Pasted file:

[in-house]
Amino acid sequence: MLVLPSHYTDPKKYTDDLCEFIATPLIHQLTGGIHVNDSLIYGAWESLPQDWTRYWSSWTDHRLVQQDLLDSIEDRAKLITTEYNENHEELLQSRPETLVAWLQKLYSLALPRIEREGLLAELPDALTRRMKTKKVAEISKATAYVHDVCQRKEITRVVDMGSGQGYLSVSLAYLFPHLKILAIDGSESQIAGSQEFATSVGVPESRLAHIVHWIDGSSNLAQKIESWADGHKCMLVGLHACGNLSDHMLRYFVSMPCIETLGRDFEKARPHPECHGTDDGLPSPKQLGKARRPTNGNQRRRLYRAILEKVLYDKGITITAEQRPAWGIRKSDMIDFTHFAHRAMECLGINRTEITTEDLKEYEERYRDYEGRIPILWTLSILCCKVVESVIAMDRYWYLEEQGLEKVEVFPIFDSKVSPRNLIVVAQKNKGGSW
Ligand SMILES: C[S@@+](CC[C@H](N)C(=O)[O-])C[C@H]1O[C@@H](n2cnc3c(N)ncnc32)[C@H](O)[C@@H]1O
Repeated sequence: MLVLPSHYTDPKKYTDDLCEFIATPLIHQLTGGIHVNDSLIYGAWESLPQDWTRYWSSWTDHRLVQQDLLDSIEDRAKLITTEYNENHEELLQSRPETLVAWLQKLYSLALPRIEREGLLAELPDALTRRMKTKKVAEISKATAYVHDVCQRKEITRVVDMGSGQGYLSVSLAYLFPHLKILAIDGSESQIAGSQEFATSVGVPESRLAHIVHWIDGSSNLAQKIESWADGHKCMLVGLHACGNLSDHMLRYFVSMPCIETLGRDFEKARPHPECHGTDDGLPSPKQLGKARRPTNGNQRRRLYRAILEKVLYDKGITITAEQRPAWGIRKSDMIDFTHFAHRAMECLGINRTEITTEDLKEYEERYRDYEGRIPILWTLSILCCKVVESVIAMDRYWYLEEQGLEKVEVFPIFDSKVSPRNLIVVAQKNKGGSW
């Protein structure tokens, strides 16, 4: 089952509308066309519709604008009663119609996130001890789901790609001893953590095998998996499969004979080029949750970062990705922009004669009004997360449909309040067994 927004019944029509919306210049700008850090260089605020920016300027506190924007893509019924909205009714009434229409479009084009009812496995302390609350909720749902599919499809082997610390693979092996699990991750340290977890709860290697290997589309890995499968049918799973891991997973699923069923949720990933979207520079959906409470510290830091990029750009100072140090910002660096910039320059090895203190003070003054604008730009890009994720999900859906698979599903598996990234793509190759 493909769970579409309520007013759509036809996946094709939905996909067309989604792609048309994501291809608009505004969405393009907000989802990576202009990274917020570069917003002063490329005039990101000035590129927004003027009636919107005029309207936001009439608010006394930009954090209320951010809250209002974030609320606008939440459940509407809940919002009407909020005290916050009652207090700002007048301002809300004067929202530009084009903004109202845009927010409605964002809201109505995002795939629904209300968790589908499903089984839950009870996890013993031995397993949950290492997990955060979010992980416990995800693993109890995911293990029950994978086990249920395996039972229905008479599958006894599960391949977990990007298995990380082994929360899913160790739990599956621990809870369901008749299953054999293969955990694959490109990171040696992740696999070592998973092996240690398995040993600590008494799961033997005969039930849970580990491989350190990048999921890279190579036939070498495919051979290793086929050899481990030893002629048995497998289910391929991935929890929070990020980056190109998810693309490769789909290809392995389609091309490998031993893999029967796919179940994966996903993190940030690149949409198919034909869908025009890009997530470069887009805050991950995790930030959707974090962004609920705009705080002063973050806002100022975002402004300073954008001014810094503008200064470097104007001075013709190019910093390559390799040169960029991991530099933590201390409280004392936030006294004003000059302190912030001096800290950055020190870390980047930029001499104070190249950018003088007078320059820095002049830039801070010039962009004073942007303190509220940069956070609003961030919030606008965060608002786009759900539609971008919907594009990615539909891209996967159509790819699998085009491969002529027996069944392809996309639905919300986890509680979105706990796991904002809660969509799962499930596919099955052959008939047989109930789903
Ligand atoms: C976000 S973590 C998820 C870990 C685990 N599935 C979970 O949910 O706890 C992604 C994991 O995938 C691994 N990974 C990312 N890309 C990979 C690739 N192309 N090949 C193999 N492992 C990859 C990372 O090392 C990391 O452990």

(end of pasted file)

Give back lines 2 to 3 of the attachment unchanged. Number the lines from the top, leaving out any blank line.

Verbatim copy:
Amino acid sequence: MLVLPSHYTDPKKYTDDLCEFIATPLIHQLTGGIHVNDSLIYGAWESLPQDWTRYWSSWTDHRLVQQDLLDSIEDRAKLITTEYNENHEELLQSRPETLVAWLQKLYSLALPRIEREGLLAELPDALTRRMKTKKVAEISKATAYVHDVCQRKEITRVVDMGSGQGYLSVSLAYLFPHLKILAIDGSESQIAGSQEFATSVGVPESRLAHIVHWIDGSSNLAQKIESWADGHKCMLVGLHACGNLSDHMLRYFVSMPCIETLGRDFEKARPHPECHGTDDGLPSPKQLGKARRPTNGNQRRRLYRAILEKVLYDKGITITAEQRPAWGIRKSDMIDFTHFAHRAMECLGINRTEITTEDLKEYEERYRDYEGRIPILWTLSILCCKVVESVIAMDRYWYLEEQGLEKVEVFPIFDSKVSPRNLIVVAQKNKGGSW
Ligand SMILES: C[S@@+](CC[C@H](N)C(=O)[O-])C[C@H]1O[C@@H](n2cnc3c(N)ncnc32)[C@H](O)[C@@H]1O